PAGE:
April 10, 2017

Egypt’s Copts Don’t Have Any (Benedict) Options

I’ve certainly enjoyed The Benedict Option, but the brutal clarity of the Egyptian Coptic church bombings on Palm Sunday drives home the reality that Christianity in many parts of the world has run out of options.  The faith is in a process of being “cleansed” from many countries in the Middle East.

Away with such notions of “the blood of the martyrs is the seed of the church”.  It’s a nice statement quoted by comfortable Western Christians looking on from safe vantage points.  Spill enough blood and the church will have the life crushed out of it, that’s what the lesson seems to in North Africa and large parts of the Middle East.


Which all makes options a moot point for most of the world’s Christians.  There’s no sense in vast swathes of the world that Christians should be girding for a tough future. They’ve had a tough past, are having a tough present, and no doubt the years to come will be even tougher.  For them a world in which the Benedict Option may be on the table seems like a pipe dream.

That’s not to diminish our own confronting futures as Christians.  Late secular modernity is no dream run either.  And the blatant disregard of many secular progressives for the fate of Christian minorities is proof that the ABC culture (Anything But Christianity) in the West has caught Eastern believers in its wake, rendering them collateral damage in a culture war they have had no part of.

Let’s put our travails into perspective.  What we’re witnessing across the globe is not discomfort, but destruction of the bloodiest sort.

Iraq is being emptied of Christians.  Syrian Christians are in mortal danger.  Now Egypt. Even refugee camps are not safe for many Christians for there is an ongoing hostility towards minority groups, especially Christians.

And it’s naive to think that somehow those fleeing persecution all suddenly see themselves as the same stripe; a “we’re all in this together” kind of bon-homie that puts differences aside for the sake of survival.

The stories coming out of refugee camps says otherwise.  That sentiment is foolish thinking that only a-religious Westerners, who have no understanding of how ancient faiths have operated, think. Westerners who look at a refugee merely as “a refugee” betray their religious ignorance. Sadly, most religious refugees don’t see others “merely” as refugees in the way the secular West does.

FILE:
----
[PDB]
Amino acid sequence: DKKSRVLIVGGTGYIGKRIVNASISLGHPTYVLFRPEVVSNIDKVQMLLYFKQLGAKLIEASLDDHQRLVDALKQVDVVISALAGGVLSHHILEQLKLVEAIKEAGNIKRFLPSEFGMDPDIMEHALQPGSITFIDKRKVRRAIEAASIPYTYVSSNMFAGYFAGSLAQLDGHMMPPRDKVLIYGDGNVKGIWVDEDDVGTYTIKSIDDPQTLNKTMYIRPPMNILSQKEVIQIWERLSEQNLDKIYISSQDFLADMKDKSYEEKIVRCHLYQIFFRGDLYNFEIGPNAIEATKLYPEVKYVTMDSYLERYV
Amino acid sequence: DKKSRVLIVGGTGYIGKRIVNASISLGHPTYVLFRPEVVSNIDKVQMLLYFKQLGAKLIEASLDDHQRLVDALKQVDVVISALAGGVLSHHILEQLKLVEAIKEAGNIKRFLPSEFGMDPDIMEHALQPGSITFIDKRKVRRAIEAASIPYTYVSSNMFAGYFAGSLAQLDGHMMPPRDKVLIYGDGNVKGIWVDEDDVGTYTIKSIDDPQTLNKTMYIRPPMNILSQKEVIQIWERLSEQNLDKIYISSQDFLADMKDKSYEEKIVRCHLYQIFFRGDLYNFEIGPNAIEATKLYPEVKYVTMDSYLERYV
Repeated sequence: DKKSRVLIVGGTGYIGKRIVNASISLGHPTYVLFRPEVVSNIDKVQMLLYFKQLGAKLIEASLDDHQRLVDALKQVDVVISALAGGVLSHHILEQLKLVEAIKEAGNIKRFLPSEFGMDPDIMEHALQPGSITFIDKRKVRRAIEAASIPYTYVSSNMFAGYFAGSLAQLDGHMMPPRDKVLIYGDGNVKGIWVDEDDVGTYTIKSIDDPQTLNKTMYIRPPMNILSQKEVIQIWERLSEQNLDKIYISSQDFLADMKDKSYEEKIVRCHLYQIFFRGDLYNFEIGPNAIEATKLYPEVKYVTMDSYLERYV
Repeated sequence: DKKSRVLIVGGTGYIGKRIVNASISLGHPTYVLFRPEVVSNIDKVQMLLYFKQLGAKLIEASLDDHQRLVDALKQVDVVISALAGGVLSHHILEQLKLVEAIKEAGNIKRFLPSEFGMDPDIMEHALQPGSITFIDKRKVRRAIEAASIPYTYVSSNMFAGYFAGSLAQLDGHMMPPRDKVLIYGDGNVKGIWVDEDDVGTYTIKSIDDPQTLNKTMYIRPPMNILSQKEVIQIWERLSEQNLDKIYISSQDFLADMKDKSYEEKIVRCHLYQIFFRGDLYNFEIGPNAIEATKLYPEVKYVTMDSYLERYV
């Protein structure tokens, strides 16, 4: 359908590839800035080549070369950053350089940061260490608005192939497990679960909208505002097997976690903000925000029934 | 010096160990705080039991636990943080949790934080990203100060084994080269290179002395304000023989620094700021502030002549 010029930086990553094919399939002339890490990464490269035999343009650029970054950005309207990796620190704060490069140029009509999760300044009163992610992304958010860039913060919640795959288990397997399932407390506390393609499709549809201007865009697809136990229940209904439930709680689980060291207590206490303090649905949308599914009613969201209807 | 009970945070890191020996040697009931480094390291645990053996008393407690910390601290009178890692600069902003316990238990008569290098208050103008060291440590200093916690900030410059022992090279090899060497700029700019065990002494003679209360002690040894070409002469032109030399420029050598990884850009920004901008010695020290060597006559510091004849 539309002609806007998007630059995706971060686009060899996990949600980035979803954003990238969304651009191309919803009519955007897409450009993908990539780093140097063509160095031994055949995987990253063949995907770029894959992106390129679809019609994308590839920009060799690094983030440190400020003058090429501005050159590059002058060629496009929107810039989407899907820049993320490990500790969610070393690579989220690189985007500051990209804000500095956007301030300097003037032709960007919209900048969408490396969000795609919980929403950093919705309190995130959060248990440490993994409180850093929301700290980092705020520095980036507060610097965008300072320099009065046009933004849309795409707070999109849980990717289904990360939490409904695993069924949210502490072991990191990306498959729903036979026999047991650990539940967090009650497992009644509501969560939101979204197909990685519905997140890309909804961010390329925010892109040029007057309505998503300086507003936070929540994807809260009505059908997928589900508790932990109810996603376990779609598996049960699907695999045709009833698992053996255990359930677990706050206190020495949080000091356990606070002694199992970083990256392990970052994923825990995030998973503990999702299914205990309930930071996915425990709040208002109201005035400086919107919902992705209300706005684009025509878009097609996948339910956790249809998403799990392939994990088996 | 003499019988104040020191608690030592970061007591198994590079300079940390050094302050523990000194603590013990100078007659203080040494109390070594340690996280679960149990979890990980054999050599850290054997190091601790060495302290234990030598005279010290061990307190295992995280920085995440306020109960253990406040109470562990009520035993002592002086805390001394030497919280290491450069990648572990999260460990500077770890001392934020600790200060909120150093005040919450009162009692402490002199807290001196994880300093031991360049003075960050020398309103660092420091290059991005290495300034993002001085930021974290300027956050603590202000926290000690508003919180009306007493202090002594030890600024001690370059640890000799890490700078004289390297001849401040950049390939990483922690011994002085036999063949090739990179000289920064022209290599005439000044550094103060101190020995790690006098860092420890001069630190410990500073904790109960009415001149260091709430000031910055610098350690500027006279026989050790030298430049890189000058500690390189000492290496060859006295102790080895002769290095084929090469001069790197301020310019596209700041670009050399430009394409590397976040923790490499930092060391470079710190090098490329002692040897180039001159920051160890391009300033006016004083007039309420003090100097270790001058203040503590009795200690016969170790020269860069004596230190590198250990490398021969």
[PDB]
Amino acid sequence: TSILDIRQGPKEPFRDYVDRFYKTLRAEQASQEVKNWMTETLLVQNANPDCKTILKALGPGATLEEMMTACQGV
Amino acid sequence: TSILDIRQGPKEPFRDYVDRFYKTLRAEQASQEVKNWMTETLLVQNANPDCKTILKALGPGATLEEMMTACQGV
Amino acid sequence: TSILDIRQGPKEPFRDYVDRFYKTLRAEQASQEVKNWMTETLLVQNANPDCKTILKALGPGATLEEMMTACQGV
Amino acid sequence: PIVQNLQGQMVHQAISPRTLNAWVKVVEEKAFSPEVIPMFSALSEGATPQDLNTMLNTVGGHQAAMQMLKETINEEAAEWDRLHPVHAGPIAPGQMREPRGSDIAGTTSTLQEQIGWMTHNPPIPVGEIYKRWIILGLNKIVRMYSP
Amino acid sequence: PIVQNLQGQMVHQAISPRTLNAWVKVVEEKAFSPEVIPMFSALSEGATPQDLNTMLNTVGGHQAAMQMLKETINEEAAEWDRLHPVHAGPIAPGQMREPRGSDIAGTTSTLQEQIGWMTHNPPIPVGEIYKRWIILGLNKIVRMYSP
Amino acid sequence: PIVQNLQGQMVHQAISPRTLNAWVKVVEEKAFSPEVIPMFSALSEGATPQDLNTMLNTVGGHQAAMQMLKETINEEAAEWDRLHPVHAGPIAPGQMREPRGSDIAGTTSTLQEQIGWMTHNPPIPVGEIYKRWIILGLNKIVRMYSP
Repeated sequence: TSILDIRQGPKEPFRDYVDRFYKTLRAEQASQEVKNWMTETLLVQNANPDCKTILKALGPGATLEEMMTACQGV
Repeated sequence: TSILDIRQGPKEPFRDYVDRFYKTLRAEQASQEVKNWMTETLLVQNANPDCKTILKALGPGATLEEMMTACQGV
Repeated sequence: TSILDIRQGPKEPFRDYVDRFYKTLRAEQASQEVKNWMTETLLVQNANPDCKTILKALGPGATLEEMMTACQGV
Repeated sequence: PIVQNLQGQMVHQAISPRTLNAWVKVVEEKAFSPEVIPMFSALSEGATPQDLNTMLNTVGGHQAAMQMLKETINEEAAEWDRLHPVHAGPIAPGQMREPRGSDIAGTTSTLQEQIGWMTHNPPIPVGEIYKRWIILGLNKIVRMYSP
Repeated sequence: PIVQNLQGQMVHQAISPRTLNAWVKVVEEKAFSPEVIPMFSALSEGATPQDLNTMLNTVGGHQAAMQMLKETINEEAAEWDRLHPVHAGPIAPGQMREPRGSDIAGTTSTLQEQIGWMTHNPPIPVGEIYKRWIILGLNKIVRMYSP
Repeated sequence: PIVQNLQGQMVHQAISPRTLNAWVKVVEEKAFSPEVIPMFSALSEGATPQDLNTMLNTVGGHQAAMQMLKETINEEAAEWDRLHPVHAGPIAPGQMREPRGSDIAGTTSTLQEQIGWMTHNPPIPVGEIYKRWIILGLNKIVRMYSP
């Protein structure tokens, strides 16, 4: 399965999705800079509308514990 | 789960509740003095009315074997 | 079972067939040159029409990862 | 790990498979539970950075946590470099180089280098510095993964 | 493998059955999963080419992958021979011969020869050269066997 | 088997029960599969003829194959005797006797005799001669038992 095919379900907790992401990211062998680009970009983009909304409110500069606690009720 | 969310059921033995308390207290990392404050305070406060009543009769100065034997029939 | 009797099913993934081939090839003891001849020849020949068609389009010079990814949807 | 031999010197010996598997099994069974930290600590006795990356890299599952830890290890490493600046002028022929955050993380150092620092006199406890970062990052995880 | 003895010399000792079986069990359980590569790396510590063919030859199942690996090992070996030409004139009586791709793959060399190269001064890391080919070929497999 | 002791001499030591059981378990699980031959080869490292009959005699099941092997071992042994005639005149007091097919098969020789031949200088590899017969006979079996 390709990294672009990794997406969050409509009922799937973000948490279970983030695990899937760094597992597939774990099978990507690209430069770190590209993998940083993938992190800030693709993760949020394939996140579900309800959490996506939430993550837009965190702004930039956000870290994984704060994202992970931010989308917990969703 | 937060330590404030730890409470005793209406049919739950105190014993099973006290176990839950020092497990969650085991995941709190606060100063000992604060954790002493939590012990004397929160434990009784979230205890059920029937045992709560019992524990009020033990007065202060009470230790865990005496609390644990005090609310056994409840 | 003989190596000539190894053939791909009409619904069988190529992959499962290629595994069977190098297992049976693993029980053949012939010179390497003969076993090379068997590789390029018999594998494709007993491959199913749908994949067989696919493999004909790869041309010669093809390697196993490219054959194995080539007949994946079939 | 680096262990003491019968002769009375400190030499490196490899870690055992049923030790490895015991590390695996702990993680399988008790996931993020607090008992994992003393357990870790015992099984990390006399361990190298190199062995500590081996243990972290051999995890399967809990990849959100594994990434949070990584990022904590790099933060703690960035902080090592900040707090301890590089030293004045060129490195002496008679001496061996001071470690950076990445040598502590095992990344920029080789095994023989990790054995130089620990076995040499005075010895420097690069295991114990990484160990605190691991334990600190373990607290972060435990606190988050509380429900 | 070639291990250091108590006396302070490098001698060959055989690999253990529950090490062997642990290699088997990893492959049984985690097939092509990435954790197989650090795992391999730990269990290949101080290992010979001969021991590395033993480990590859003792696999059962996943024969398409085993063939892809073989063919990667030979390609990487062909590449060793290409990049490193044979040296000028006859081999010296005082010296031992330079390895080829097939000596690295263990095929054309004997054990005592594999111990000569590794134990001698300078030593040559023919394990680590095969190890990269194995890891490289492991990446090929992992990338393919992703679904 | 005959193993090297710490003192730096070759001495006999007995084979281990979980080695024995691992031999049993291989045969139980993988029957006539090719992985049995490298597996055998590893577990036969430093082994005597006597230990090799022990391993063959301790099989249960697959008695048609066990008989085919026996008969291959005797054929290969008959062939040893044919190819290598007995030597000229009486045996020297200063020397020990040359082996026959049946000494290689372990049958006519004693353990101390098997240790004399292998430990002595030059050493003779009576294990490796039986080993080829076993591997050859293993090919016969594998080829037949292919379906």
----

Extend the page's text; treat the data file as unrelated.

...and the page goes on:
There’s a good chance that should hostilities cease in places such as Syria that many displaced persons will return home.  But I wonder if the vacuum left by the Christians will ever be refilled by those self-same Christian groups?  It’s hard to imagine how that can be.

It certainly makes a mockery of any progressive notion among Christian groups that somehow we are going to build the kingdom right here along with Jesus, especially when hate-filled people are destroying it quicker than you can build it. Sorry, but if you think that’s the way forward, go do it in Egypt today. If you can’t universalise your theology it’s not biblical. And that’s true whether you’re Prosperity gospel or Progressive gospel.

So what are the Egyptian Christians clinging to?  Not “Your best life now” or “a new kind of Christian”, or even a “Benedict option”, but the hope of the imminent arrival of King Jesus himself, who will – as 2Thessalonians promises – overthrow the lawless one with the breath of his mouth and the splendour of his coming.

When you’ve run out of options, that’s the time you cry out with all the anguished longing inside you: “Maranatha, come Lord Jesus!”  And Western Christians are a ways away from that at the moment.

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There is no guarantee that Jesus will return in our desired timeframe. Yet we have no reason to be anxious, because even if the timeframe is not guaranteed, the outcome is! We don’t have to waste energy being anxious; we can put it to better use.

Stephen McAlpine – futureproof

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